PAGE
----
"Contra certain postliberal views sometimes (rightly or wrongly) associated with Hans Frei …, for the early Christian church the identity of Jesus is not accessible simply in “stories” about him that may or may not have a bearing on history. It is the referential truth of that apostolic testimony that undergirds that the very possibility of faith (John 19:35; 21:35); indeed, “if Christ has not been raised, your faith is futile ad you are still in your sins” (1 Cor. 15:17 NRSV). And what is “doubting” (apistos, “faithless”) about the Fourth Gospel’s Thomas is not his desire for facts but his emphatic refusal to trust the apostolic testimony: unless he personally sees and touches the evidence, he “will not believe” (John 20:25, 27, 29). Unless at some basic level we are prepared to receive, trust and inhabit a given communal embodiment of memory and witness, we can know nothing at all. The solipsis of cogito ergo sum is logically compelling only in the madhouse." (Bockmuehl, Seeing the Word, 206).
4. On Parables:
Sunday, March 16, 2008
New Testament Theology: Exploring Diversity and Unity
Louisville/London: Westminster John Knox, 2007.
Available from Alban Books
Available from Amazon.com
Saturday, March 15, 2008
Friday, March 14, 2008
1. God's faithfulness to Israel.
2. God's impartiality in judging the human race.
"The student, perplexed by the consideration of these matters [differences among the Gospels], will either give up the attempt to find everything in the gospels true, and, not venturing to conclude that all f our information about the Lord is untrustworthy, will choose one of them at random to be his guide; or he will accept all four, and will conclude that their truth is not to be sought in the outward and material letter (Origen, Comm. Joh. 10.2)".
"[I]f they sometimes dealt freely with things which to the eye of history happened differently, and changed them so as to subserve the mystical aims they had in view – speaking of something that happened in one place as if it had happened in another or of something that took place at one time as if it had taken place at another, and introducing into what was spoken in a certain way some changes of their own. Where possible, they intended to speak the truth both materially and spiritually; and where this was not possible, they chose to prefer the spiritual to the material. Spiritual truth was often preserved, as one might say, in material falsehood (Origen, Comm. Joh. 10.4)".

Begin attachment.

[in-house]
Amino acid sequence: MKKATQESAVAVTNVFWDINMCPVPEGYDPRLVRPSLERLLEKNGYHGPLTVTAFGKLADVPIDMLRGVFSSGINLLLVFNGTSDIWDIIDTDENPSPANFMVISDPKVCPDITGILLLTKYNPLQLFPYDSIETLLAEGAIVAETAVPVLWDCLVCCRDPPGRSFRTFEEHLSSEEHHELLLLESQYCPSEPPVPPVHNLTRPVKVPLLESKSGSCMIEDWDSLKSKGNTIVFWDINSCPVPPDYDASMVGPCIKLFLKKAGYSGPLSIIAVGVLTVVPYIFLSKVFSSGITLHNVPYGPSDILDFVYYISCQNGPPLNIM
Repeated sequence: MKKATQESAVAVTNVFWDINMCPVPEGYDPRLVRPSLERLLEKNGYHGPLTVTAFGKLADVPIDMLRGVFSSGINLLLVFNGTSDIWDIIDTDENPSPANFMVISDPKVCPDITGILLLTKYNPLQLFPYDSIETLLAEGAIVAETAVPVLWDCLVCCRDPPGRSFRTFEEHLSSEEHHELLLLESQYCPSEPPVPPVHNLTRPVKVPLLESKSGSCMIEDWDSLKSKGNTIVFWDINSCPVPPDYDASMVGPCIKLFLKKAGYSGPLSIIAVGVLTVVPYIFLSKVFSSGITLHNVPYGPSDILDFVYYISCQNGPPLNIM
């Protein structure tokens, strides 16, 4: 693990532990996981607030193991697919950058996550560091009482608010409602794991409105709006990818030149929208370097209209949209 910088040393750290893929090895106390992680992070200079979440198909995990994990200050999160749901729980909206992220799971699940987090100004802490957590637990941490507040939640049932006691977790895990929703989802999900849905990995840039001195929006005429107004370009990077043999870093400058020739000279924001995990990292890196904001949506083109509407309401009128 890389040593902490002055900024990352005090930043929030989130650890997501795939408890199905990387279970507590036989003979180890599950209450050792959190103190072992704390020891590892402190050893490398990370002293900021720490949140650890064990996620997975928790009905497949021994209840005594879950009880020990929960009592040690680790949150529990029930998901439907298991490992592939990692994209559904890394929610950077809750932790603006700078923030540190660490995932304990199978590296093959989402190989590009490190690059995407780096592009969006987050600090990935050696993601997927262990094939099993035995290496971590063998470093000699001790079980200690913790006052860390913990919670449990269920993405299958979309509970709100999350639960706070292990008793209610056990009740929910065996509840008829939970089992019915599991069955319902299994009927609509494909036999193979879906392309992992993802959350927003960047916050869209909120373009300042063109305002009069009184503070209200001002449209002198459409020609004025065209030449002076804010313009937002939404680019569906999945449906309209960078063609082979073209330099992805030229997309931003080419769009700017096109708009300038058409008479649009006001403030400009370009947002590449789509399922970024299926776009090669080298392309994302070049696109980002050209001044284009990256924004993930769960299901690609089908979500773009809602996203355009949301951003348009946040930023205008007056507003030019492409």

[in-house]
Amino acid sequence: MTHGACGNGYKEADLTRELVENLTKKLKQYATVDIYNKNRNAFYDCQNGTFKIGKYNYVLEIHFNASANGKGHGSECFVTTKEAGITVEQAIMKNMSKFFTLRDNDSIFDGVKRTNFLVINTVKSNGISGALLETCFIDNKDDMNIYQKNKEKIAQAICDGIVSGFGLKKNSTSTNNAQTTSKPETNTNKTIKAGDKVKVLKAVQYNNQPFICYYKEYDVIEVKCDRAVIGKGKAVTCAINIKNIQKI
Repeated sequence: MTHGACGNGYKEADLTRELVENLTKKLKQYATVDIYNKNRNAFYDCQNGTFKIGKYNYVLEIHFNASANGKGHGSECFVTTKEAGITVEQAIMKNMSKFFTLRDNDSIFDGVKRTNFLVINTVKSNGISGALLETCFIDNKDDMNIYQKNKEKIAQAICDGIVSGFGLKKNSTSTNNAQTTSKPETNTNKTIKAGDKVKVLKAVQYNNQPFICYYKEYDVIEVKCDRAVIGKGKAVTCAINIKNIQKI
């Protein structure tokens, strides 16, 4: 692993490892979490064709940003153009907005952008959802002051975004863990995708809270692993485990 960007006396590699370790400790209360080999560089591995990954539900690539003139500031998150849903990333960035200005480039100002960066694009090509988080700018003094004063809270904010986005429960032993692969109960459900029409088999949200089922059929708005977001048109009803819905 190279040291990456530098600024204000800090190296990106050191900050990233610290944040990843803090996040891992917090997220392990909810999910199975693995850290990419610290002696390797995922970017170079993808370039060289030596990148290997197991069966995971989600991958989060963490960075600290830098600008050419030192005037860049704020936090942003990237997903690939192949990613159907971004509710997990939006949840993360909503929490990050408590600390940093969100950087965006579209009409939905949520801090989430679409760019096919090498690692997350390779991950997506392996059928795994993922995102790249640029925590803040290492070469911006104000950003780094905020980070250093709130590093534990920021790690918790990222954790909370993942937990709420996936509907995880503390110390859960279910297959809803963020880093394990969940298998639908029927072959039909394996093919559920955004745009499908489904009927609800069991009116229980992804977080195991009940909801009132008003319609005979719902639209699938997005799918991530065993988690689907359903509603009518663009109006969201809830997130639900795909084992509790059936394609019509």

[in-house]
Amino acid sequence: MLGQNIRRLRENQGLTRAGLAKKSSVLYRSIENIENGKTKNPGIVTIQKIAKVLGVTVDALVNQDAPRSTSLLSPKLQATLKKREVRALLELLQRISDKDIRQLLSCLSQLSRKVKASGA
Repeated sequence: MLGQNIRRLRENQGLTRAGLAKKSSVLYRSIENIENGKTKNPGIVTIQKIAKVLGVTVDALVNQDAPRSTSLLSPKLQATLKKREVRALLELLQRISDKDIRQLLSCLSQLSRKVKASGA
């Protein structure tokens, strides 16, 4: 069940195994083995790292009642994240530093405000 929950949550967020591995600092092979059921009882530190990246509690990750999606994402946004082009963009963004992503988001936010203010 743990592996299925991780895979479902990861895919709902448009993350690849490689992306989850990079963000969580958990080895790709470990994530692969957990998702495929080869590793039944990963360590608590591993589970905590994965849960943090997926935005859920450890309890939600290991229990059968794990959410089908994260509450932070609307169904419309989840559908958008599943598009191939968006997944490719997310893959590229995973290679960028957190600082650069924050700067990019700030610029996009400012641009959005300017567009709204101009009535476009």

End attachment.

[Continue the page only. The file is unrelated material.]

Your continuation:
"Each evangelist constructs his own particular narrative on a kind of plan which gives the appearance of being the complete and orderly record of the events in their succession. For, preserving a simple silence on the subject of those incidents of which he intends to give no account, he then connects those which he does wish to relate with what he has been immediately recounting, in such a manner as to make the recital seem continuous (Augustine, Harmony of the Evangelists 2.5.16)."
"If you ask which of these different versions represent what was actually expressed by the voice, you may fix on whichever you wish, provided that you understand that those of the writers who have not reproduced the identical form of speech have still reproduced the same sense intended to be conveyed. And these variations in the modes of expression are also useful in this way, that they make it possible for us to teach a more adequate conception of the saying than might been the case with only one form, and that they also secure it against being interpreted in a sense not consonant with the real state of the case (Augustine, Harmony of the Evangelists, 2.14.31)."
“In Augustine’s reflection on gospel differences, there is no trace of an a priori commitment to the precise historical accuracy of every part of every gospel. Rather, this is a pragmatic, inductive approach that considers each difference on its merits, and finds the harmony of the gospels more in the theological subject-matter than in the verbal expressions … Origen’s claim that a theological truth can come to expression in a historical falsehood, and that the fourfold gospel itself falsifies the absolute historicity of its individual narratives, seems better attuned to modern scholarly assumptions about the gospels. Yet, in the end, Origen and Augustine have a great deal in common. They have both made a careful study of the gospel differences; they are both convinced that the four gospels speak in various ways of a singular though infinitely rich theological subject-matter; and they both believe that this subject-matter is articulated in the differences and not in spite of them. In contrast, it is not clear that modern scholarship has achieved the balance sought by these patristic theologians in their reflections on the fourfold gospels: the balance between individual text and its plural contexts, or between difference and commonality (p. 50).